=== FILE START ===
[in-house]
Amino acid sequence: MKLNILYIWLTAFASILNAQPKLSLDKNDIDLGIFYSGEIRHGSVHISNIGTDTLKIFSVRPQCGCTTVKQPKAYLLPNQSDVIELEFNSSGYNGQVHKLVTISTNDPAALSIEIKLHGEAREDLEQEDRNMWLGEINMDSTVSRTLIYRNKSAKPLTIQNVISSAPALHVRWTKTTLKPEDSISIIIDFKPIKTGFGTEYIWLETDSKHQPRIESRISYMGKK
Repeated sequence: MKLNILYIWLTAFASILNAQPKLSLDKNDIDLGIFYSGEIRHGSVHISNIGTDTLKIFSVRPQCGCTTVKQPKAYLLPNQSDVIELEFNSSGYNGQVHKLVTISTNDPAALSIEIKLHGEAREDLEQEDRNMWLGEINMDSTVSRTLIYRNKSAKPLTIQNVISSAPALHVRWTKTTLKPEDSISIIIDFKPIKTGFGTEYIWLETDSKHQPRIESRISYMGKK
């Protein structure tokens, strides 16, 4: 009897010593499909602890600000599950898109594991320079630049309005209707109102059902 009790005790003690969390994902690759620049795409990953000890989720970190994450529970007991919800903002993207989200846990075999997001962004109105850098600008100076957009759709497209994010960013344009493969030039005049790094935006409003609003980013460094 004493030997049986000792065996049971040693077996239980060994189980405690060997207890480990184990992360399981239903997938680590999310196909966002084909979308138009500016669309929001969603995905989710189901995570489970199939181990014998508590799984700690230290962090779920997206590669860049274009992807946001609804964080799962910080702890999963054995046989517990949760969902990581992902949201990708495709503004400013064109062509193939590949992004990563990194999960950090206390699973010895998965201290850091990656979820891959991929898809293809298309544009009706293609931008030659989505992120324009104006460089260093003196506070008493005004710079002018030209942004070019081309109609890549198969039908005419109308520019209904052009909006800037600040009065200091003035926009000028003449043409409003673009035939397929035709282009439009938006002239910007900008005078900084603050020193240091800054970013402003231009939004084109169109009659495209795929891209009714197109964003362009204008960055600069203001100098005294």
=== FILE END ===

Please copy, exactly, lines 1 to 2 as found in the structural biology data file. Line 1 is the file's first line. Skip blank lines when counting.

[in-house]
Amino acid sequence: MKLNILYIWLTAFASILNAQPKLSLDKNDIDLGIFYSGEIRHGSVHISNIGTDTLKIFSVRPQCGCTTVKQPKAYLLPNQSDVIELEFNSSGYNGQVHKLVTISTNDPAALSIEIKLHGEAREDLEQEDRNMWLGEINMDSTVSRTLIYRNKSAKPLTIQNVISSAPALHVRWTKTTLKPEDSISIIIDFKPIKTGFGTEYIWLETDSKHQPRIESRISYMGKK